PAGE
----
Airlines contend that they are being singled out as other travel products including hotel rooms and cruise vacations that commonly advertise tax-off pricing and are not affected by the rule. They are correct on that point.

Transportation Secretary Ray LaHood does not agree though, calling the regulations common sense in his own return attack.

“This is just another example of the disrespect with which too many airlines treat their passengers,” he said reports the Chicago Tribune.

On the other hand, if how discount air carriers do business keeps them in the air, at low prices, should we complain? Who really ends up losing here?


Bankruptcy for American Airlines


Flickr photo by redlegsfan21

Spring Break deals: Fares up overall, best deals can be found to Florida, Europe

The folks over at Bing Travel have been studying up on 2011 Spring Break airfare, and we hate to break it to you, but they’ve found that the average airfare cost is up more than 10 percent over last year, to $489. But the airfare increase doesn’t have to stop the beach party. If you choose wisely, there are still plenty of Spring Break deals to be had.

Bing’s Spring Break Travel Forecast says that lower fares on flights to Florida (particularly Fort Lauderdale, Jacksonville, Miami, Orlando and Tampa) can still be found. The average fare for Boston to Jacksonville is $233, and you can fly from San Francisco to Tampa for $300.

And while many overseas airfares have risen since last year, average airfares from several U.S. cities to Paris, Amsterdam and Rome have dropped as much as 13 percent over Spring Break season fares in 2010.

If you are just settling into spring break planning mode, here are some tips from Bing on finding the best spring break deals:

  • Be Flexible. Now we would never suggest skipping a day of classes, but, ahem, you will do better on airfare if you’re not trying to travel on weekend days like your Spring Break brethren. Monday to Monday or Tuesday to Tuesday fares will almost always be better. And if a school schedule isn’t determining when you vacation this spring, you will likely save money by going at the beginning of March or April rather than the middle of either month.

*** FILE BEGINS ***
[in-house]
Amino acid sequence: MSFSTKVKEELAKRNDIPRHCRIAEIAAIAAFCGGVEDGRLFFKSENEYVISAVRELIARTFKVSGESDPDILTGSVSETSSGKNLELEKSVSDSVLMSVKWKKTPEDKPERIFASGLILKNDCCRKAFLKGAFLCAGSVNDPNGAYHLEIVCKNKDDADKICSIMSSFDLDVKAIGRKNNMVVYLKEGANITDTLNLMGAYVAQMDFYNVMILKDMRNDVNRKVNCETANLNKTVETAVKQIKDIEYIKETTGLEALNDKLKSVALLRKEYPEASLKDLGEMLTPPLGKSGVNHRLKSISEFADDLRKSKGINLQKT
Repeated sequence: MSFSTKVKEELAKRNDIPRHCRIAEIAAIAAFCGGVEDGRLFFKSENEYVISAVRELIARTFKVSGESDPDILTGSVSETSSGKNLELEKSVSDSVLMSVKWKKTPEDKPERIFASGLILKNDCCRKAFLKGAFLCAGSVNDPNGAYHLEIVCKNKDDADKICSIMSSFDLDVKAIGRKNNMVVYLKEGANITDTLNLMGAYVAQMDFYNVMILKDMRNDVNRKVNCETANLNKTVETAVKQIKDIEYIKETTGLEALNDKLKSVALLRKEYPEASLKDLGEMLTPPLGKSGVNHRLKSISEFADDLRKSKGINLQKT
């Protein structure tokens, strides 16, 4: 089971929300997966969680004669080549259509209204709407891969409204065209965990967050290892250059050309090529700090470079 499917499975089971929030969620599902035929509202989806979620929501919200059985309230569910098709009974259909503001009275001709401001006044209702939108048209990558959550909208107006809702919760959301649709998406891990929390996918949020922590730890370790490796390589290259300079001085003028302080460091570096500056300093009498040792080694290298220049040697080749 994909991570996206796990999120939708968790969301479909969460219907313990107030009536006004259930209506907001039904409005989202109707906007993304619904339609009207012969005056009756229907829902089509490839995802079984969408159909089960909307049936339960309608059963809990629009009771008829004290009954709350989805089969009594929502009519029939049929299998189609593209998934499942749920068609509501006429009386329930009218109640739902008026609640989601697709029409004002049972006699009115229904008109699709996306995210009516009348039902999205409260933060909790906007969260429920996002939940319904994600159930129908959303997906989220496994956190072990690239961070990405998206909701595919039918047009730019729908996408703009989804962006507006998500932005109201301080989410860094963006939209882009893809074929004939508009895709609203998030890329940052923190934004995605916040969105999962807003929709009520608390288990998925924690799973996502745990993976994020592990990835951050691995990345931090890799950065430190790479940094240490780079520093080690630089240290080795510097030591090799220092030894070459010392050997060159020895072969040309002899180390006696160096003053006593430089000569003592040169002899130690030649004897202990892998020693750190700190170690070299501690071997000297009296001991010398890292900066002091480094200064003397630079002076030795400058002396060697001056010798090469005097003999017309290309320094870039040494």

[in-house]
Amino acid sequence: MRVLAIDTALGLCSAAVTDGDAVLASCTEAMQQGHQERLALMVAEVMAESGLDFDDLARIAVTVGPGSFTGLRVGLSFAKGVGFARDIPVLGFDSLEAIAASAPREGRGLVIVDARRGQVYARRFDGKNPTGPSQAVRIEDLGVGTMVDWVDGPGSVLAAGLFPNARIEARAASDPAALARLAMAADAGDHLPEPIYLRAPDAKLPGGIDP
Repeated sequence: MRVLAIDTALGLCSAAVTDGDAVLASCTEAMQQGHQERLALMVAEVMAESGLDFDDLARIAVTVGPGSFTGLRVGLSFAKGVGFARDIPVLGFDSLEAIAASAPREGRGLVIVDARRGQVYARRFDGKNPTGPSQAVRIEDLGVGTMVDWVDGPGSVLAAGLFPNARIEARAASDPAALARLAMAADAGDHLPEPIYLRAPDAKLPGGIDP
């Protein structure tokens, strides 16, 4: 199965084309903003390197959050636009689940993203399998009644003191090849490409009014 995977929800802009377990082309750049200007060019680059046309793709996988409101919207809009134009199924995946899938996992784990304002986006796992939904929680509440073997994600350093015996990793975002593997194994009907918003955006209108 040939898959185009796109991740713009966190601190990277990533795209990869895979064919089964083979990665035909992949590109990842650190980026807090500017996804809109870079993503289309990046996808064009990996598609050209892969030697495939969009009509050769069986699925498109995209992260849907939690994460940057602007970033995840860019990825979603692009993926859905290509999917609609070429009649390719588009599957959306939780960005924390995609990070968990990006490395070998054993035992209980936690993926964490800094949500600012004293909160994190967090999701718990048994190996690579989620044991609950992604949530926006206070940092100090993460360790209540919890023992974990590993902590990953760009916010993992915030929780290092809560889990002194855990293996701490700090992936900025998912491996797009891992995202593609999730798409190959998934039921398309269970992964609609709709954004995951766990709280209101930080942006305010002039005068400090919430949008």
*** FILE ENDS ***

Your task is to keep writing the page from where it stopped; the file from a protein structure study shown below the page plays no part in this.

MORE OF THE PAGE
• Use Online Tools. You can monitor your airfares and get notices when they drop on a certain route from a number of different online services. Bing’s Price Predictor shows you whether airfares on your chosen route and dates are rising or falling, to help you decide when to buy.
  • Be Aware of Hidden Fees. Be sure you know what you will be charged for checked baggage, overweight luggage, aisle or exit row seats before you hit the airport.

Bing is giving away five $100 travel stipends for 2011 spring break travel on Twitter. To enter, tweet @fareologist with where you’d like to go for spring break. Check out the contest’s official rules before entering.

[Image credit: Flickr user Dawn Huczek]

Which BIG airline just pulled out of three booking sites?

american airlines orbitzAs you’ve read here on Gadling, the battle between airlines and online travel agencies is poised to heat up. For the past few years, a dismal economy has sent many bargain-hunters to online travel sites with the hopes of finding fantastic deals and minimizing the pain in their wallets. Yet, with the travel market and the broader economy showing signs of recovery, airlines‘ brand power will gain momentum, and customers with more cash at their disposal will favor convenience and recognition over saving a couple of dollars. A battle for your money and your loyalty is brewing.